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Tarpon: The Peak Season Starts and ends July 31

In February the big tarpon start to show up in the channels, and we are almost exclusively fishing for them every day.  Last year we caught 54 tarpon in the first 10 days of March.  One day we caught 9 tarpon, another 8 tarpon, and on March 6 we caught 7 tarpon. On March 4 we had 21 tarpon eat the baits, hooked 8 and only caught 2.

In the last five seasons


Dream It! Live It!

 10 TARPON RELEASED in a DAY: On 2 different days

 9 TARPON RELEASED in a DAY: On 7 different days

 8 TARPON RELEASED in a DAY: On 13 different days

 7 TARPON RELEASED in a DAY: On 16 different days

 6 TARPON RELEASED in a DAY: On 20 different days

 AN INCREDIBLE DAY: Hooking 19 tarpon out of 30 tarpon

striking the baits and releasing 7 tarpon that day

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 2003 TARPON SEASON: Another phenomenal season

 328 tarpon released!

We caught them in 77  FULL DAYS OF FISHING. This was done live bait fishing the channels.

We averaged more than 4 tarpon released per FULL DAY of fishing.

This is hot fishing action, lots of strikes and fish jumped off. We averaged 9 tarpon “striking the baits” per day while “hooking and fighting” 6 tarpon a day, then catching 4 tarpon per full day. (1999 was better than this year. We averaged just about 5 tarpon released for 9 tarpon “hooked up” for 14 tarpon “striking baits” per day. Check past fish reports for details).

THESE ARE BIG TARPON: Chances for catching a big tarpon were great. Check out the percentages. 

(Check out the tarpon photo gallery too.)

    a.) Tarpon over 80 pounds: 63 % of the catch

    b.) Tarpon over 100 pounds: 32 % of the catch

    c.) Tarpon over 120 pounds: 16 % of the catch

    d.) Tarpon over 140 pounds: 5 % of the catch

    e.) Tarpon over 50 pounds: 85 % of the catch

Most often we are catching these fish in twenty minutes, even tarpon up to 175+ lbs.  How do you think we can catch 9 and 10 fish in a day? I teach you the technique to beat these fish, responsibly. That way the fish is in good health, and you are not totally whipped. Ready to catch another big, wild, jumping tarpon.  Sometimes a fish will take forty-five minutes or more, what can you do but slug it out.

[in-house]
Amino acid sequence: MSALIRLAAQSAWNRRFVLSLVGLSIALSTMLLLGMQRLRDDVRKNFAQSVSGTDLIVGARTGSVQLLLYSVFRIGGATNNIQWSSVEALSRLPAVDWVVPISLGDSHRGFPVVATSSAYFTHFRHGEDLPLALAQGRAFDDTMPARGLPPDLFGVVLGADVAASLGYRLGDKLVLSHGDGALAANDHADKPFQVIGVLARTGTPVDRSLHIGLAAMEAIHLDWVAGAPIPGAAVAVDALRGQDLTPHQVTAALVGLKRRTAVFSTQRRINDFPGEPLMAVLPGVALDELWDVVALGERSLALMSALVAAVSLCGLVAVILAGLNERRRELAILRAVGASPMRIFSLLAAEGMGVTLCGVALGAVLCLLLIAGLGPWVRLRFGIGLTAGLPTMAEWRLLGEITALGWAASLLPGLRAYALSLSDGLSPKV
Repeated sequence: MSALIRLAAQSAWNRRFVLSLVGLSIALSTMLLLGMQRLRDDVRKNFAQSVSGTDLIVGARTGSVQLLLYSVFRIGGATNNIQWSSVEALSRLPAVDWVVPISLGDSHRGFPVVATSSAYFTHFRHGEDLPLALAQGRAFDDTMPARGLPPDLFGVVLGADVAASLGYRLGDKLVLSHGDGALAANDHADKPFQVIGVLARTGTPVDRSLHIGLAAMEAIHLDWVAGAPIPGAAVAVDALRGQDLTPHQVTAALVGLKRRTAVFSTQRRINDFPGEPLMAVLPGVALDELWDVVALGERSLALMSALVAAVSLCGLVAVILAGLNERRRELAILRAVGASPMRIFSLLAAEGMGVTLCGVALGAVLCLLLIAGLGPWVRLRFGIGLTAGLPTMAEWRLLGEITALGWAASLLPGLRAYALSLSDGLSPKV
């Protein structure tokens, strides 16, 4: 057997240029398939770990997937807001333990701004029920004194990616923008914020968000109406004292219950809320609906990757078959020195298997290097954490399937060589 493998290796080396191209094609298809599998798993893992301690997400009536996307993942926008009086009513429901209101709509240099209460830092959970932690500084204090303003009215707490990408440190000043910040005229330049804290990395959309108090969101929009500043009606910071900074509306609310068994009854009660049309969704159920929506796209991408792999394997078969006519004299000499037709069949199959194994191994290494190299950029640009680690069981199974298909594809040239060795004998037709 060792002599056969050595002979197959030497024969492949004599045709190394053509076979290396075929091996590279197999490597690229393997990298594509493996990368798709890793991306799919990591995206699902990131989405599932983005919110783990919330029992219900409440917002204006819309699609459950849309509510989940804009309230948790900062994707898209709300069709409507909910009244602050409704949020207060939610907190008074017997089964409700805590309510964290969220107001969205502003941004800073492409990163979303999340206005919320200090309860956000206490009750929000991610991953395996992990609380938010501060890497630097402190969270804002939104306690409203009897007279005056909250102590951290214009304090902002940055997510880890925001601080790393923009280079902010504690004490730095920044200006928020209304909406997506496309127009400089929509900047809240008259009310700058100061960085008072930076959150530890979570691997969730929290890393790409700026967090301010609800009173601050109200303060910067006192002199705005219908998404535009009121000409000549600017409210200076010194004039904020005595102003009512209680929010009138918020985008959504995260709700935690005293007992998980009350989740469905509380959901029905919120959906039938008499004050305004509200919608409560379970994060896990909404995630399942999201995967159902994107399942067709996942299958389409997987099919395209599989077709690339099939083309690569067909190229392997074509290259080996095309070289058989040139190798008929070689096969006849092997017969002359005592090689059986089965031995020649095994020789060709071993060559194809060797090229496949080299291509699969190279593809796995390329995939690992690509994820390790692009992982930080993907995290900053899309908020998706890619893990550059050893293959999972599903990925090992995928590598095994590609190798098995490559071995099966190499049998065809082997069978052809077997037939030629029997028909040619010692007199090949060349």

If a late season cold front comes through and puts the tarpon down for a day or two, we have three options for excellent fishing.  First, this is an ideal condition for sailfish fishing 3.5 miles off the Keys. While sailfishing we can catch: blackfin tuna, wahoo, kingfish, cobia, dolphin, mutton snapper, yellowtail snapper,  groupers, and barracudas etc. If it is too choppy for you, we can fish the inside patch reefs in 15 to 50 feet of water. We can either troll for grouper or anchor and chum for snapper (mutton, yellowtail,  mangrove, and hogfish), grouper (black, gag, red, and Nassau), mackerel (Spanish and cero), barracudas, and sharks. Or we can go out to the lee side of Florida Bay and fish for big sharks, Spanish mackerel, mangrove snapper, red and gag grouper, and sea trout. These are great options for when a cold front comes through.


BILLFISH: This is a great time of year to sailfish with live bait. I have caught as many as 4 sailfish in a day and missed the 5th right at the boat after a long fight. We either kite fish with live baits or slow troll with live baits, depends on the conditions. Also if the conditions are right, we can look for tailing sailfish on the powder edge (a chalky water from the shallows up against the blue water). Here we spot a sailfish swimming down sea along the powder line, we turn the boat and cast a live bait right in front of them for the hook up.

If we get offshore on the humps for blackfin tuna, we have a shot at catching a blue marlin or white marlin. If we are out dolphin fishing we could catch a blue marlin, white marlin, or a sailfish at any time. My last year running a larger offshore charter boat here in Islamorada, we caught a 300 lbs. blue marlin which was the 112th blue or black marlin I released for clients.

If anyone can catch you a billfish, I can do it for you. I have released close to 900 billfish for clients, friends, family, and myself. That is 112 blue and black marlin, and over 750 sailfish (Atlantic and Pacific). Check out my fishing log highlights for the details.

BLACKFIN TUNA: This is a great time of year for big blackfin tunas (20 - 30+ lbs.) on the local humps offshore, but you got to be able to make the rough run unless it is calm. We could catch a half dozen or more in an hour or two. Believe me, two or three of these guys each will kick your butt on #20 lbs.

We also catch them occasionally while fishing for sailfish along the edge of the reef. Also big schools of little tunny come through, which fight just as hard.

KINGFISH: This is a staple sport fish in the keys. They are generally small (less than 20 lbs.), but fun on light tackle. They are in the same area as the sailfish. Occasionally 30+ pounders are caught.

COBIA: You can catch them tailing down sea while sailfish fishing, or hitching a ride along a whale shark. There are also spots inside the reef where you can find mud rays cruising across the big sand patches with cobias following them. They will also come up a chum line while bottom fishing, and you can catch the occasional one while kite fishing.